The cost of electricity will vary depending on the weather, the number of days in the billing period, the insulation in home, and of course the actual usage by the mobile home owner. For instance, a single wide mobile home with one occupant who goes to work all day long will likely have a much smaller utility bill than the neighbor with the same size mobile home who is home all day with family of four. Typically when you are home the air conditioner is set to cool to a lower temperature, or the heater to a warmer temperature, and the TV or computer is used for longer periods of time. Each of these increases the utility usage, and in turn the bill.

There is a common misconception that mobile home park owners are making money from the utility systems. Nothing could be further from the truth. The fees charged are regulated by the California Public Utilities Commission. If a Mobile Home Park Owner is found in violation they can face consequences.

It is important to remember that the park owner has to maintain the entire utility system. The maintenance fee’s are never included in the utility rates charged but are usually included as part of a rent increase.

Special Note: There are programs to lower your utility costs.

CARE Program Provides Utility Discounts to Low Income Mobile Home Owners

The Utility Companies participate in the California Alternative Rates for Energy (CARE) program. This program provides lower rates to low income and disabled Californians including those living in mobile home parks.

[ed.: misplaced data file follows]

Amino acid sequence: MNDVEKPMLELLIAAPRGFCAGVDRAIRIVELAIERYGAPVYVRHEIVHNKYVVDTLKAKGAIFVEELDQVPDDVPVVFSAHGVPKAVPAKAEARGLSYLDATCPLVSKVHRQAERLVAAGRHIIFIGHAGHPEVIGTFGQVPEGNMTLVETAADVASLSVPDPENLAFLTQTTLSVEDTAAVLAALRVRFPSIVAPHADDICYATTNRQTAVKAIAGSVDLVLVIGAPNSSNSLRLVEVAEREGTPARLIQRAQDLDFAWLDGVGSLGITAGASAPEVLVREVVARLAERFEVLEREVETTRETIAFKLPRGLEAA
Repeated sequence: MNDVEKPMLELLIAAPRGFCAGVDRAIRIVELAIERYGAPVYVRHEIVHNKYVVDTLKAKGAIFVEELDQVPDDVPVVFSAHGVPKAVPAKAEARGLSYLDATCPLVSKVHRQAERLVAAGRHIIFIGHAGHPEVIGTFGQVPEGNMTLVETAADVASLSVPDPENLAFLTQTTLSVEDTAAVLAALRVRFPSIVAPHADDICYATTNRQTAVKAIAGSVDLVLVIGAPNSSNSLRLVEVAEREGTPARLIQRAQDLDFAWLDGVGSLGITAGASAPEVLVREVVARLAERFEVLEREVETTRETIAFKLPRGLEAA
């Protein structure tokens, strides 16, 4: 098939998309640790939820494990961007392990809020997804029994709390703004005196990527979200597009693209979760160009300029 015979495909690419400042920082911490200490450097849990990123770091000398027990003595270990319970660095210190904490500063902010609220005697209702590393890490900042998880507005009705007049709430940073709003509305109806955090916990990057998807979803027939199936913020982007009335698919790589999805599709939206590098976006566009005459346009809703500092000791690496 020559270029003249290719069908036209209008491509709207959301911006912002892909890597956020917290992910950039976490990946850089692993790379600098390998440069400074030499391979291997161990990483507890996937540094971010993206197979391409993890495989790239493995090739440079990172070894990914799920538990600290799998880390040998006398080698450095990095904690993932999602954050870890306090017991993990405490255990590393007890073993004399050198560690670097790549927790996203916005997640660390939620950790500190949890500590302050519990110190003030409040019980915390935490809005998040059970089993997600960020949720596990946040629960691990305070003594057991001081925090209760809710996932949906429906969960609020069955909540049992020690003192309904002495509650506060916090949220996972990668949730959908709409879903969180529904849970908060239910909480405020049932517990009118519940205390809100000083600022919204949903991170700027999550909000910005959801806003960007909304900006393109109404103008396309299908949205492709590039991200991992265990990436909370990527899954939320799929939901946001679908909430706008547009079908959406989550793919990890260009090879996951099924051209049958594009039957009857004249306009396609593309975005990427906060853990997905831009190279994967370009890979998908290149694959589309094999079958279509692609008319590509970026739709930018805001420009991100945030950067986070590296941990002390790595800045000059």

Mobile home park owners/managers distribute applications for the CARE program to the residents of their parks annually. Attached for reference are applications from Southern California Edison and the Southern California Gas Company.

For more information on the Care Program you can go to their website

Creating a plentiful garden – More Than Just Flowers

Imagine waking up in the morning and going outside to your beautiful garden. Picking lettuce, tomatoes, carrots, all for today’s lunch; how convenient that you no longer have to rush to the grocery store for a quick and healthy meal, and talk about saving money!

Creating a garden in your small yard, on your patio or even a small herb garden in your kitchen is easy and could save you hundreds of dollars in food costs every year. Your garden could even earn you a little money if you sell your fresh produce to your neighbors when your garden really starts to flourish.

The first step is determining what you want to grow. Better Homes and Gardens Suggests the following vegetables as MUST HAVES: Tomatoes, Cucumbers, Carrots, Lettuce, Sweet Peppers and Peas. These are great plans for first time gardeners.

Once you have selected your plants it is time to choose a location. This will depend on the sunlight needs of the plants you have chosen to grow as well as how much space you have. Most of the plants suggested above grow easily in raised beds that you can keep on your patio. Beans are a vining plant and usually need a little more space.

The final step is planting your garden. You can choose to buy seedlings or grow everything on your own. If you choose the second option purchase a bag of seed and in an old egg carton place the seeds and soil. Once the plants have sprouted remove them from the egg carton and plant them in your desired garden location. NOTE: Plant carrots directly into your garden, they are roots and will not withstand a transplant.

Then enjoy your garden!

For more tips and tricks visit